Growing Garlic (by Jim Gober, the Austin Gardening Examiner)
Natural remedies using catnip (by Katrina Derrico, the Atlanta Alternative Spirituality Examiner)
Creating magick with simmering potpourri brews (by Kris Bradley, the Newark Domestic Witchery Examiner)
Holistic health benefits of rosemary (by Katrina Derrico, the Atlanta Alternative Spirituality Examiner)
Spark Freyasdottir spoke at the Saturday workshop organized by Torvald Adolphson. She shared her knowledge of herbs and gardening, providing participants with enough information to get them going with 5 easy herbs — catnip, chamomile, garlic, fennel, and rosemary.
Her first word of advice — go organic! The phrase “a good organic program” was repeated throughout the presentation. It cannot be emphasized enough. As a Pagan community, as a people who revere nature the way Pagans do, it’s only good sense to show that reverence in practical ways, like gardening organically, if at all possible.
Both Roman Chamomile and German Chamomile were suggested. Both are considered annuals in Austin, however, they are actually perennials and will winter over with a little bit of TLC. Chamomile is a member of the ragweed family and will likely be a problem for people with ragweed allergies. Other than that, Chamomile is extremely safe to use. It’s lack of negative side effects is one of the reasons it is frequently recommended for use with children.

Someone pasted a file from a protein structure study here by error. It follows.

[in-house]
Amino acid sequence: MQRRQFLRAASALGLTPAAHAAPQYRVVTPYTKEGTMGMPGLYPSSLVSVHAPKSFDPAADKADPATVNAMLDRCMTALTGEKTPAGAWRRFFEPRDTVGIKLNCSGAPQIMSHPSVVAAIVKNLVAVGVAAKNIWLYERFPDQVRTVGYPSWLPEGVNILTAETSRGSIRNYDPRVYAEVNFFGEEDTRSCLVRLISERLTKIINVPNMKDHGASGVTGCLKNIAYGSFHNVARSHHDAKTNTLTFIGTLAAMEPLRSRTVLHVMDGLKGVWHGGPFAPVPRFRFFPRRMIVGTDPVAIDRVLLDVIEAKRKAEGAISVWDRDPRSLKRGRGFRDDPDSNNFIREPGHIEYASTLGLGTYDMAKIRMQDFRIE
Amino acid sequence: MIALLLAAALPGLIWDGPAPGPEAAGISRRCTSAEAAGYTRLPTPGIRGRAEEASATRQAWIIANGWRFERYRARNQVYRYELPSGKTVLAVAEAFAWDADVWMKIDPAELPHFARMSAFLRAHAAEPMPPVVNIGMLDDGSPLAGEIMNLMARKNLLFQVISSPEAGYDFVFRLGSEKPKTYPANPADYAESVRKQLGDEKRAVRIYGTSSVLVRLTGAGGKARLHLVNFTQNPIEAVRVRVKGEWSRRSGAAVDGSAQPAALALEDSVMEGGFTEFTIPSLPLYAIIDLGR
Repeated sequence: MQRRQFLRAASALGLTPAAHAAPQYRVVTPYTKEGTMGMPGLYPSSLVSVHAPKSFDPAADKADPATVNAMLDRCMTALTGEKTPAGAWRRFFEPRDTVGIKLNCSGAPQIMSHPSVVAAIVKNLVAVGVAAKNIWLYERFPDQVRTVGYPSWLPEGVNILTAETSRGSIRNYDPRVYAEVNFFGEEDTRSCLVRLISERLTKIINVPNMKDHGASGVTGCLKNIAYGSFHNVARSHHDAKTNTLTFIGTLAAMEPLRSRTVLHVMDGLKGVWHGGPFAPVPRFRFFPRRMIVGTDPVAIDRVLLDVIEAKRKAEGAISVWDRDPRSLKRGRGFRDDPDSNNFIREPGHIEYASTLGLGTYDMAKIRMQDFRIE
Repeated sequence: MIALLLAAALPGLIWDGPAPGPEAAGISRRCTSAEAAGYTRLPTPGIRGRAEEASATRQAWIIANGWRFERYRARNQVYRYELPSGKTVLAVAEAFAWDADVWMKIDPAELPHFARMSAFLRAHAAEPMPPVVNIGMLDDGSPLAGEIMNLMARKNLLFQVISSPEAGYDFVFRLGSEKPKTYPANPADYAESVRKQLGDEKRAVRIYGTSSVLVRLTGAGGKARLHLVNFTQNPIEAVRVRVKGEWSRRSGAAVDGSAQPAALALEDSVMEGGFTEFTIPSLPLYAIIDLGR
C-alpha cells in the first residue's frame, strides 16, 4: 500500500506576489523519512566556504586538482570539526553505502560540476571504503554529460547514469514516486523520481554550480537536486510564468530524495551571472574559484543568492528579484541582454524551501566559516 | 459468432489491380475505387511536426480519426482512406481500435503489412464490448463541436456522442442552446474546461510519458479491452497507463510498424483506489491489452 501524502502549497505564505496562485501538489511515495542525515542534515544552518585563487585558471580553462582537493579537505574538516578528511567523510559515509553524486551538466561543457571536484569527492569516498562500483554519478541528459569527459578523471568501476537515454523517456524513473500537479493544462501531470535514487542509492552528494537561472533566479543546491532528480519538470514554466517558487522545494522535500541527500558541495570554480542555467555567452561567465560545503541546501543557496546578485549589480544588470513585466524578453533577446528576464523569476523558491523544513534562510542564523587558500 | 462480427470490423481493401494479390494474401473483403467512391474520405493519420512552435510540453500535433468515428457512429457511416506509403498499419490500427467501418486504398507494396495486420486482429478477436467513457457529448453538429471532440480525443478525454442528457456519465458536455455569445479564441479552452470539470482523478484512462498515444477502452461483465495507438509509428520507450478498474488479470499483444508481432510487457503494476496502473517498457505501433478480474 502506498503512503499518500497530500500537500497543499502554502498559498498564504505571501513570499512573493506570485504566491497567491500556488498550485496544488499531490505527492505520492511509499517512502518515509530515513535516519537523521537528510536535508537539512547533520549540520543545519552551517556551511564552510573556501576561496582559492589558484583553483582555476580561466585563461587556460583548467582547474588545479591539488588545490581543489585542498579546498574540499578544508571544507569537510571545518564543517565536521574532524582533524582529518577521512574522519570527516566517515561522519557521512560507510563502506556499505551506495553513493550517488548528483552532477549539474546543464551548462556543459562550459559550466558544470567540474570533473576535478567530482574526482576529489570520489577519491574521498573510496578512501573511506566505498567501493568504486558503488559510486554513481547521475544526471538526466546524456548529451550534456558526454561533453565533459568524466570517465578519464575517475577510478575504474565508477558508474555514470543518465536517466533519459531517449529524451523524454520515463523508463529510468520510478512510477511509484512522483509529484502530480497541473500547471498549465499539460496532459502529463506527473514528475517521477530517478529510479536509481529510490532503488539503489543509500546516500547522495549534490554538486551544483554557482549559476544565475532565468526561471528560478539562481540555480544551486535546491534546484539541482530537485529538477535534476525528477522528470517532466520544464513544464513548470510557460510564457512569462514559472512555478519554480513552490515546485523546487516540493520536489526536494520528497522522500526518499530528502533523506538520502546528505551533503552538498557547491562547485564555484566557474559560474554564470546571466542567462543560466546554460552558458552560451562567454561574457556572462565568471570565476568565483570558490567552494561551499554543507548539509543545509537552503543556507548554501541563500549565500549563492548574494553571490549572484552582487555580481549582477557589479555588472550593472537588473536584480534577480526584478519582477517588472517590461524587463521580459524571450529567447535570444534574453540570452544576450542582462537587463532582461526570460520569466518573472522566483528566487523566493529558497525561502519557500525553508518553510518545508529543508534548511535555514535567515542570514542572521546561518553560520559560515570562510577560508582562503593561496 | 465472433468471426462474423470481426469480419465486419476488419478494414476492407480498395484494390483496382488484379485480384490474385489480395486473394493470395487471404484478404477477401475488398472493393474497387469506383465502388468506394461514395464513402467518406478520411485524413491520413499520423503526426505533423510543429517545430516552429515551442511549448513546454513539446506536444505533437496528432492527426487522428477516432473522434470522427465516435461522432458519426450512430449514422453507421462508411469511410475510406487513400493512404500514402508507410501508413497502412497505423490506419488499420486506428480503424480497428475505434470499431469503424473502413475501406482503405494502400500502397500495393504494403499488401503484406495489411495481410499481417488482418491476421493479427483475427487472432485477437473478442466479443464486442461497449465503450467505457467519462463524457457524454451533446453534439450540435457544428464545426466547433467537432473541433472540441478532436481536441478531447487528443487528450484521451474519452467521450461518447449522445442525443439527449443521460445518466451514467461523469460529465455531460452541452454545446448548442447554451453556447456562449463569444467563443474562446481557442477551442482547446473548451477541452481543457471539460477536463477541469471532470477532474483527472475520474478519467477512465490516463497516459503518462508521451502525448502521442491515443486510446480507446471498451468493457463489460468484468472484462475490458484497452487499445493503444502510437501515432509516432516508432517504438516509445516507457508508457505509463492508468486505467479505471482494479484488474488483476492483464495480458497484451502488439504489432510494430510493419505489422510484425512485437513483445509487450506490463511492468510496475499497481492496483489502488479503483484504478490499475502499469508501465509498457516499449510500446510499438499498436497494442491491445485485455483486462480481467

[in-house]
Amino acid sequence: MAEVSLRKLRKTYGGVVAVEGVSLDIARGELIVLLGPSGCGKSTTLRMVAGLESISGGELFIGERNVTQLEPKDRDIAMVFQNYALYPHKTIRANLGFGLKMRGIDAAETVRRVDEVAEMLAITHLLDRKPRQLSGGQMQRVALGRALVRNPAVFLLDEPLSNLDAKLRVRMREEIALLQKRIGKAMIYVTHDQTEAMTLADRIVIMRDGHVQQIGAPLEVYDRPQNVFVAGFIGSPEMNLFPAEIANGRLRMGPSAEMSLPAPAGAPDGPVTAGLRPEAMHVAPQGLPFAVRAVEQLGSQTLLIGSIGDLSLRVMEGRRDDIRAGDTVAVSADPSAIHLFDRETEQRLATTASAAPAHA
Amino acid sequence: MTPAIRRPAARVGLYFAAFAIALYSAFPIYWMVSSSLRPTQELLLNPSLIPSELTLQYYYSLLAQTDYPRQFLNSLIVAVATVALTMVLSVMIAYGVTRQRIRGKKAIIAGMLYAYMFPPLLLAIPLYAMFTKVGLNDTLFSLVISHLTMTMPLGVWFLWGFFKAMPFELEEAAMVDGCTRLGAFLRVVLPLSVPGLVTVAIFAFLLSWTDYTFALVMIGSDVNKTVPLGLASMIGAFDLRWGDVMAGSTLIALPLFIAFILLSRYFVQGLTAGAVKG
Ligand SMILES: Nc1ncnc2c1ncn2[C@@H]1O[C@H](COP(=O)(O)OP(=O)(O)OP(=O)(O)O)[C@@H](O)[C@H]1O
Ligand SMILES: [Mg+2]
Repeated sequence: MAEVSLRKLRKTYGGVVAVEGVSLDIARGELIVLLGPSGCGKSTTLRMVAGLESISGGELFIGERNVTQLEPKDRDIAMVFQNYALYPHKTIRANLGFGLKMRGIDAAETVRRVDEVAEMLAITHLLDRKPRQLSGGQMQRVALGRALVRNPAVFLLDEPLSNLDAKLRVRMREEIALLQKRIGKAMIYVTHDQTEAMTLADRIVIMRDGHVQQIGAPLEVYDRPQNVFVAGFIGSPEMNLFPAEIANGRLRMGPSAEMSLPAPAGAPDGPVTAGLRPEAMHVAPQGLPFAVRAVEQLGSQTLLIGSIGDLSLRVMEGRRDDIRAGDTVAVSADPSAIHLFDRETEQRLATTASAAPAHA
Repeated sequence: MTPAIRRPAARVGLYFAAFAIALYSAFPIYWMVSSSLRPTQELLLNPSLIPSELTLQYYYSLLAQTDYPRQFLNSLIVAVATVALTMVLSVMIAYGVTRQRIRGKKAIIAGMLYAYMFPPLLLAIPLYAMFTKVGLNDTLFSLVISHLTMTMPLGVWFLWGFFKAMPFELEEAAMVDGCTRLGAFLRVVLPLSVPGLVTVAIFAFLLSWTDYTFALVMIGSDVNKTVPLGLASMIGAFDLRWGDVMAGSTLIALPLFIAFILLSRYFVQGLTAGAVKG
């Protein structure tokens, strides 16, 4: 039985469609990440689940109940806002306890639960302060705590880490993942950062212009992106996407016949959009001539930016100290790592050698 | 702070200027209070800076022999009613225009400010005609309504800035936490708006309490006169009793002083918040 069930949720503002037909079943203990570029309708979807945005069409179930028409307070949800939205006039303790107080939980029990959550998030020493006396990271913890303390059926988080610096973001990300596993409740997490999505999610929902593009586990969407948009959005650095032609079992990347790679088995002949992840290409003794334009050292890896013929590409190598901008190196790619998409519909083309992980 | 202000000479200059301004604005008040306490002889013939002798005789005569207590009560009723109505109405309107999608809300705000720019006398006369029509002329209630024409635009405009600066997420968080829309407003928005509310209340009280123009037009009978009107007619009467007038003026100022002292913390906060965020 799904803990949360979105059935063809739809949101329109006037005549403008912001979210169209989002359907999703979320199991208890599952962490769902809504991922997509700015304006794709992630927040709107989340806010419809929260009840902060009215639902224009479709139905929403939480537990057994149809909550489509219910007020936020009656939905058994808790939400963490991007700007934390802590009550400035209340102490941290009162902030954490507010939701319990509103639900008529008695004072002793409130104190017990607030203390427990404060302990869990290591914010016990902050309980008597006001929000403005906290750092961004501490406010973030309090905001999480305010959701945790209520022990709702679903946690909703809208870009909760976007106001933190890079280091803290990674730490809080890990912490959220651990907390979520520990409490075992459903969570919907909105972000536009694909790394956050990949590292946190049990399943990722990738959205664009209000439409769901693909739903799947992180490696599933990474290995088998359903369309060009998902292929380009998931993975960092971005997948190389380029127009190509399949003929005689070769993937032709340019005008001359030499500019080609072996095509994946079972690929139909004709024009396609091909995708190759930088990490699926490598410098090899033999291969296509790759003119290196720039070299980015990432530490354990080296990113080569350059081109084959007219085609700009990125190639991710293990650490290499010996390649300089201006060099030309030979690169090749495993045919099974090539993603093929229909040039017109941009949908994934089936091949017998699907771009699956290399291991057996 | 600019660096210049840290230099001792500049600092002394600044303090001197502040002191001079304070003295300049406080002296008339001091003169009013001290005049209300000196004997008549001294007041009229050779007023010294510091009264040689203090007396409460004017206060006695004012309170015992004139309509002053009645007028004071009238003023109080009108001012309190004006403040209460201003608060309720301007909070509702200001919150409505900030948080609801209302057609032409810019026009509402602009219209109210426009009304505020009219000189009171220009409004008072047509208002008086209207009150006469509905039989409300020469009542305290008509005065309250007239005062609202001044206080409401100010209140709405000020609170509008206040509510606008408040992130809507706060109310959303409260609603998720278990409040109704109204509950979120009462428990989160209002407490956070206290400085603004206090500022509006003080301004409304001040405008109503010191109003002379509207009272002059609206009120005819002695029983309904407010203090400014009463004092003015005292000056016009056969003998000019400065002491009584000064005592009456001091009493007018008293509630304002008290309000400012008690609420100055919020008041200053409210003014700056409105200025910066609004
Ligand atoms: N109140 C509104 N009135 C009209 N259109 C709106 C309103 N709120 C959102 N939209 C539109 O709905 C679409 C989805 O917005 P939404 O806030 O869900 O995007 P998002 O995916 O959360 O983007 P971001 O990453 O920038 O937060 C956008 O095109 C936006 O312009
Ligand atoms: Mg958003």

Garlic should be planted in the fall. It was originally from Siberia and is not afraid of the cold. That’s why it will start to grow in the refrigerator. In fact, take those garlic bulbs that are sprouting in the crisper and plant them. Garlic is that easy. Break the cloves apart; leave that filmy skin on the clove; poke a whole in the ground; drop the clove into the hole; cover with dirt. No matter how the clove lands in the bottom of the hole, the roots will still grow down and the stem will still grow up. Watch the leaves for the cue to harvest. The plant is very close to harvest when the tips of the leaves turn yellow. Stick your fingers into the soil and check the bulb. When it is ready, pull it up and use it. If the leaves turn brown, the bulb has matured too much to be of use; it will be soft and mushy.
Garlic is useful for people dealing with high blood pressure, colds, and halitosis. It is a natural antiseptic and insecticide. Gardeners often create a garlic tea they spray on their plants to ward off insect pests.
Fennel hails from the Mediterranean. It is helpful for digestive issues and bad breath. Spark recommended planting lots of fennel based on the fact that the caterpillars in the garden will go to the fennel plants if you provide them the opportunity. This keeps them out of other plants and provides food for the butterflies-to-be. Not only are butterflies beautiful, they are useful. They help pollinate the other plants in the garden. Fennel is a win-win plant as long as the gardener remembers that 90% of the fennel goes to the butterflies and only 10% makes its way to culinary or magickal purposes.